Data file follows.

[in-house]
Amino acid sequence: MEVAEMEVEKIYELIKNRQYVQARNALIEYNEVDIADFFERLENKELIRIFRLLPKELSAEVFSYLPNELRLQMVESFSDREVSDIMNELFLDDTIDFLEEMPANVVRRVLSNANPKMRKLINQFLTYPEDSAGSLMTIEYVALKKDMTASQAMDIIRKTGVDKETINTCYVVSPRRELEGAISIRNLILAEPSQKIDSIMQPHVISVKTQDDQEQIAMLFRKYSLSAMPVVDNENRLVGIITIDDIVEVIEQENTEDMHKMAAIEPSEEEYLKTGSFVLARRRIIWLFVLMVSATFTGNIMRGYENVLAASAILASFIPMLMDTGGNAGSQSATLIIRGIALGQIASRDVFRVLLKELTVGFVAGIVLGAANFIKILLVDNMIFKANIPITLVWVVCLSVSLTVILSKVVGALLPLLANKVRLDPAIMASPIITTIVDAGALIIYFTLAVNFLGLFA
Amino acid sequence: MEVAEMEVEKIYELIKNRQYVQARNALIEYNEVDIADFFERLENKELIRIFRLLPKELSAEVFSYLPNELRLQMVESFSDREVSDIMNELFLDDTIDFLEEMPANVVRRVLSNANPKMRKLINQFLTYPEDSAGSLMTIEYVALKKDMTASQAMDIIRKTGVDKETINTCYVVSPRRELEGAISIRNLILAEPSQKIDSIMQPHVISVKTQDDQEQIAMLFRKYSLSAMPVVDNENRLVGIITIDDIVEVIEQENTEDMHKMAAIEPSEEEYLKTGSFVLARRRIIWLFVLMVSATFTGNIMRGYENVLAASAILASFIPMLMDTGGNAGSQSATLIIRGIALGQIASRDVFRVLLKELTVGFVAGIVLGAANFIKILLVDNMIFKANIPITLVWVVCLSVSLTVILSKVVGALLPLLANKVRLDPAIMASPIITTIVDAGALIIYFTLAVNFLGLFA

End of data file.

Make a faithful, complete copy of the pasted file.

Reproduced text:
[in-house]
Amino acid sequence: MEVAEMEVEKIYELIKNRQYVQARNALIEYNEVDIADFFERLENKELIRIFRLLPKELSAEVFSYLPNELRLQMVESFSDREVSDIMNELFLDDTIDFLEEMPANVVRRVLSNANPKMRKLINQFLTYPEDSAGSLMTIEYVALKKDMTASQAMDIIRKTGVDKETINTCYVVSPRRELEGAISIRNLILAEPSQKIDSIMQPHVISVKTQDDQEQIAMLFRKYSLSAMPVVDNENRLVGIITIDDIVEVIEQENTEDMHKMAAIEPSEEEYLKTGSFVLARRRIIWLFVLMVSATFTGNIMRGYENVLAASAILASFIPMLMDTGGNAGSQSATLIIRGIALGQIASRDVFRVLLKELTVGFVAGIVLGAANFIKILLVDNMIFKANIPITLVWVVCLSVSLTVILSKVVGALLPLLANKVRLDPAIMASPIITTIVDAGALIIYFTLAVNFLGLFA
Amino acid sequence: MEVAEMEVEKIYELIKNRQYVQARNALIEYNEVDIADFFERLENKELIRIFRLLPKELSAEVFSYLPNELRLQMVESFSDREVSDIMNELFLDDTIDFLEEMPANVVRRVLSNANPKMRKLINQFLTYPEDSAGSLMTIEYVALKKDMTASQAMDIIRKTGVDKETINTCYVVSPRRELEGAISIRNLILAEPSQKIDSIMQPHVISVKTQDDQEQIAMLFRKYSLSAMPVVDNENRLVGIITIDDIVEVIEQENTEDMHKMAAIEPSEEEYLKTGSFVLARRRIIWLFVLMVSATFTGNIMRGYENVLAASAILASFIPMLMDTGGNAGSQSATLIIRGIALGQIASRDVFRVLLKELTVGFVAGIVLGAANFIKILLVDNMIFKANIPITLVWVVCLSVSLTVILSKVVGALLPLLANKVRLDPAIMASPIITTIVDAGALIIYFTLAVNFLGLFA